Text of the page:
Know when to fold 'em
Know when to walk away
And know when to run
You never count your money
When you're sittin' at the table
There'll be time enough for countin'
When the dealin's done

Every gambler knows
That the secret to survivin'
Is knowin' what to throw away
And knowin' what to keep
'Cause every hand's a winner
And every hand's a loser
And the best that you can hope for is to die
in your sleep

And when he finished speakin'
He turned back toward the window
Crushed out his cigarette
And faded off to sleep
And somewhere in the darkness
The gambler he broke even
But in his final words
I found an ace that I could keep

You've got to know when to hold 'em
Know when to fold 'em
Know when to walk away
And know when to run
You never count your money
When you're sittin' at the table
There'll be time enough for countin'
When the dealin's done

You've got to know when to hold 'em (when to hold 'em)
Know when to fold 'em (when to fold 'em)
Know when to walk away
And know when to run
You never count your money
When you're sittin' at the table
There'll be time enough for countin'
When the dealin's done

You've got to know when to hold 'em
Know when to fold 'em
Know when to walk away
And know when to run
You never count your money
When you're sittin' at the table
There'll be time enough for countin'
When the dealin's done

Thursday, September 20, 2018

Spring Starting Outside the Door

First to set the scene for spring some music composed by Edvard Grieg, "Peer Gynt - Morning Mood".  I was also thinking of Vivaldi's Four Seasons but Morning Mood is softer & more in turn with a NZ soft spring light, flowers unfurling & bees bobbing between them.  While Vivaldi is quite heavy with very sharp contrasting sections, (definitely not suiting the hyperacusis from hubby's brain injury and me still a bit migrainy).

Outside our door is a native kowhai tree with beautiful yellow drop flowers, pea like seed pods and tuis, NZ native honeyeater birds, fighting over who can claim the tree.  A classic NZ scene of the tui singing in the kowhais in spring.  Tuis also enjoy other nectar trees so the red flowering pohutukawa, (often a symbol of NZ Christmas summer), and the flax with large red flowers often also have a tui come by.  They are an aggressive bird when nesting, even known for bringing down hawks & magpies for flying too close during nesting season.  Hence they can crowd out other native species when they have no serious competition.  So in many areas across NZ you will be able to hear a tui sing when you come by the trees they enjoy.  Hubby can sit and hear the tuis in the trees on the fence line and watch them shoot past on a patrol of the area & heading to the Kowhai to drink the nectar.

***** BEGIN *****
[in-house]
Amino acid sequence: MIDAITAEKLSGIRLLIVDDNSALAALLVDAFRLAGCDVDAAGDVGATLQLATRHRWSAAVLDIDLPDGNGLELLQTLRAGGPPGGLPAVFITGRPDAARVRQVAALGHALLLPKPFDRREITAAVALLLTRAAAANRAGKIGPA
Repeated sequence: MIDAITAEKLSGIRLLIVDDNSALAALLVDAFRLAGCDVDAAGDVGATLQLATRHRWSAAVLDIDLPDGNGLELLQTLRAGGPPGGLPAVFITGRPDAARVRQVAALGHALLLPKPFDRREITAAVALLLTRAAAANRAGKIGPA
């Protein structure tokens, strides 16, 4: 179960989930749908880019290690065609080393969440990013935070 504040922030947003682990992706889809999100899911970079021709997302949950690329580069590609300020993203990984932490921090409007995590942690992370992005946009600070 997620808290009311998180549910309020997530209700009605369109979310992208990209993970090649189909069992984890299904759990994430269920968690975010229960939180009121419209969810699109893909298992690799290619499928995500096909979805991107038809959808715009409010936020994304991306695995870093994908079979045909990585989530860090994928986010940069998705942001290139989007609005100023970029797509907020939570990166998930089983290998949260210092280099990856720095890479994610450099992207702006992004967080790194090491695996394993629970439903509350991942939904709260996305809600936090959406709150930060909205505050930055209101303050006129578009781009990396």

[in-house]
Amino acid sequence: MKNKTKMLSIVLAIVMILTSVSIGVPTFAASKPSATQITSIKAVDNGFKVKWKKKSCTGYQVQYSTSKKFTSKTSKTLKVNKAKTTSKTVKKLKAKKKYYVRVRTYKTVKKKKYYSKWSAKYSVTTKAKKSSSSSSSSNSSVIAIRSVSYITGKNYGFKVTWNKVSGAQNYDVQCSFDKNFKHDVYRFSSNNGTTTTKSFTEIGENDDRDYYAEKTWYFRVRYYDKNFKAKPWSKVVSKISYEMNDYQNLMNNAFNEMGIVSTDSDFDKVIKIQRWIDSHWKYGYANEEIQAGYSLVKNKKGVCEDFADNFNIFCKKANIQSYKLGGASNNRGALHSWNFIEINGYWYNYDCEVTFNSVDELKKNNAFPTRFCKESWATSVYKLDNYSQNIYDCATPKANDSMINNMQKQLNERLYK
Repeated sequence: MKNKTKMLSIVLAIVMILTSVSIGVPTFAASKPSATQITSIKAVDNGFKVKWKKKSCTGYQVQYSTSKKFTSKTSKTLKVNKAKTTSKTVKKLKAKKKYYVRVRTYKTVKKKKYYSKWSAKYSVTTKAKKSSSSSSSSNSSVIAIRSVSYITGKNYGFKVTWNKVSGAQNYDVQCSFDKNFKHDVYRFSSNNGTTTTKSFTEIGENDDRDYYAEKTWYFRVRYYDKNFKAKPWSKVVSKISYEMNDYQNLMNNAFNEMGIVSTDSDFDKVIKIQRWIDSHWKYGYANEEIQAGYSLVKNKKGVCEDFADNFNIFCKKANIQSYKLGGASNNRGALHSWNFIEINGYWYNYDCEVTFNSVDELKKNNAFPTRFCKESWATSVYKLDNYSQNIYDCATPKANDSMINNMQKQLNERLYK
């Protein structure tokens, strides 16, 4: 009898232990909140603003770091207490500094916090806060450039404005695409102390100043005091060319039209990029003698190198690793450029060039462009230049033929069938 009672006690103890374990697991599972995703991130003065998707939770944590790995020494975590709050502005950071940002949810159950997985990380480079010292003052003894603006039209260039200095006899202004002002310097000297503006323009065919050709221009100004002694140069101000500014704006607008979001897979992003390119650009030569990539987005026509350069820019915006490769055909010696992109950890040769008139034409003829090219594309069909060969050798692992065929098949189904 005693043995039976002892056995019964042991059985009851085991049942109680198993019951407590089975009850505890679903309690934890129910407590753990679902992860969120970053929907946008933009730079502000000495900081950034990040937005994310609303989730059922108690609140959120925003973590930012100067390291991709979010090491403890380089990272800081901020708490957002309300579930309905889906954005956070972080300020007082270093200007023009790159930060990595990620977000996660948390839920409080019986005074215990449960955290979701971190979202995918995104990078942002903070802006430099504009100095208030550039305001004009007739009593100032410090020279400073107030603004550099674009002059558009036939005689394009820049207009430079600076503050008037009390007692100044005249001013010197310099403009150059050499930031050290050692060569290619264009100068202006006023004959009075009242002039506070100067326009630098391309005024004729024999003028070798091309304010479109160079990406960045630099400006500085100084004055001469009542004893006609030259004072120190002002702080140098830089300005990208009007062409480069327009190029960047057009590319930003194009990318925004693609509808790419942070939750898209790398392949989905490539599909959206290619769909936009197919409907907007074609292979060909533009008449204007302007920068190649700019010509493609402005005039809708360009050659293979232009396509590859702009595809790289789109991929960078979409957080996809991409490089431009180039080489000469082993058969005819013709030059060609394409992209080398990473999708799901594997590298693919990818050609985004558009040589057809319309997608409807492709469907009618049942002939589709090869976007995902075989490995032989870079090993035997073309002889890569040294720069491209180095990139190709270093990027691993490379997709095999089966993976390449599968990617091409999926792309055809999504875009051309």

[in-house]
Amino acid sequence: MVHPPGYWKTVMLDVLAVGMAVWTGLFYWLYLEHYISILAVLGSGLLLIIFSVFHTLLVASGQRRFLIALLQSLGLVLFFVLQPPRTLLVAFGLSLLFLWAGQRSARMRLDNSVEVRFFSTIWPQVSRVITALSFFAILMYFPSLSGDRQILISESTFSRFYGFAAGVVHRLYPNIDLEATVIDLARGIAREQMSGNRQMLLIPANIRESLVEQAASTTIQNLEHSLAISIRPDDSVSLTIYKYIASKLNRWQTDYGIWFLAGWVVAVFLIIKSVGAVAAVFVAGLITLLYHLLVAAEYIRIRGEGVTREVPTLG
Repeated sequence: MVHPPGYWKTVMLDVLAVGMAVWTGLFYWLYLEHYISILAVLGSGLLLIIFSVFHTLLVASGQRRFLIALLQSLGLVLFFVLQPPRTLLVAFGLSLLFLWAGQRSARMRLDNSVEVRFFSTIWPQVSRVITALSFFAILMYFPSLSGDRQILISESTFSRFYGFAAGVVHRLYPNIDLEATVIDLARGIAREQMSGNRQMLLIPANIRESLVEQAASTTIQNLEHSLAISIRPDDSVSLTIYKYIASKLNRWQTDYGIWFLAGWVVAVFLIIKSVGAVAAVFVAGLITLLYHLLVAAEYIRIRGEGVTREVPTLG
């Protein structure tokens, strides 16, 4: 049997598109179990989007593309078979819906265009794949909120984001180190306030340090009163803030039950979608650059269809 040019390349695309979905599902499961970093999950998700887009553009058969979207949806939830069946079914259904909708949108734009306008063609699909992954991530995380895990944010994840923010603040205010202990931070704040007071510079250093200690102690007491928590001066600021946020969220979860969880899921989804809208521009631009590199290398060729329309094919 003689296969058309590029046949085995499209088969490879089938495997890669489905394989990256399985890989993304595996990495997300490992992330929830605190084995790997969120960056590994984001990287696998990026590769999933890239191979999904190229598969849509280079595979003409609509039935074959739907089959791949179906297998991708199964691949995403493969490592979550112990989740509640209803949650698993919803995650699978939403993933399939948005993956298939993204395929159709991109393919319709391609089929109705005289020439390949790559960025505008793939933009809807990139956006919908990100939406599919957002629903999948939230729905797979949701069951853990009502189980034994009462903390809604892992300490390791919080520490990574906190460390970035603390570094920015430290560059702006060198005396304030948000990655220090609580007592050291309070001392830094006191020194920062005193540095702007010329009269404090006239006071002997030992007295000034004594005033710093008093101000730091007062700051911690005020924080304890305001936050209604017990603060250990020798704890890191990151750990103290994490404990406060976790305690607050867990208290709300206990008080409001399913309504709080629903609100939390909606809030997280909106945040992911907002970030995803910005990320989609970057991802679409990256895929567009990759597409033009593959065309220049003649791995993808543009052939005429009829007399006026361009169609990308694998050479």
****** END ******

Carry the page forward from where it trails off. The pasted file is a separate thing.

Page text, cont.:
When there is more than one tui in the tree the rival visitor is at least given a warning to get out and 'find its own f'in tree'.  The tui who claimed the tree will puff up and 'try to make himself look big', (like the cat from Red Dwarf).  Often this will turn the tui from a sleek bird to a very angry puff ball three times the size.  If the warning is not enough an aerial fight is on.


Once the interloper leaves the successful tui reduces the puffed feathers to about half, and with a chest proudly thrust forward & his white bib held high sings his success.  After a champion sings they usually reduce the puff out of their feathers back to the sleek form and resume feeding.

Tui have two voice boxes, syrinxes, so they perform a variety of noises & songs which can vary widly from chirps & creaks to lyrical calls & high pitch trills.  In the bush they bring a ghostly atmosphere as they sound quite unlike the other birds.  The department of conservation have provided some lovely captures of their voices in the bush.  They are open to listen to and free to the public to download, (the more who experience the tui song the better for NZ tuis).  The first is of a male calling out across his territory, some of the more ghostly sounds & more commonly recognised, while the second is a collection of varied communication calls: croaks, whistles, chirps, creaks, trills, waughus (not a real word I know but an approximation) etc.

When signs of spring come by it is nice to see them by the door so when things get too wobbly & painful there is something not too far away to look at & relax.  The sound of the tuis is a million times better than suburban guys who are mowing a 4sqm patch of grass on their fence line every week.  Hubby has no trouble with the birds and that is perhaps because we enjoyed the bush & outdoors so much that we are so accustomed to them.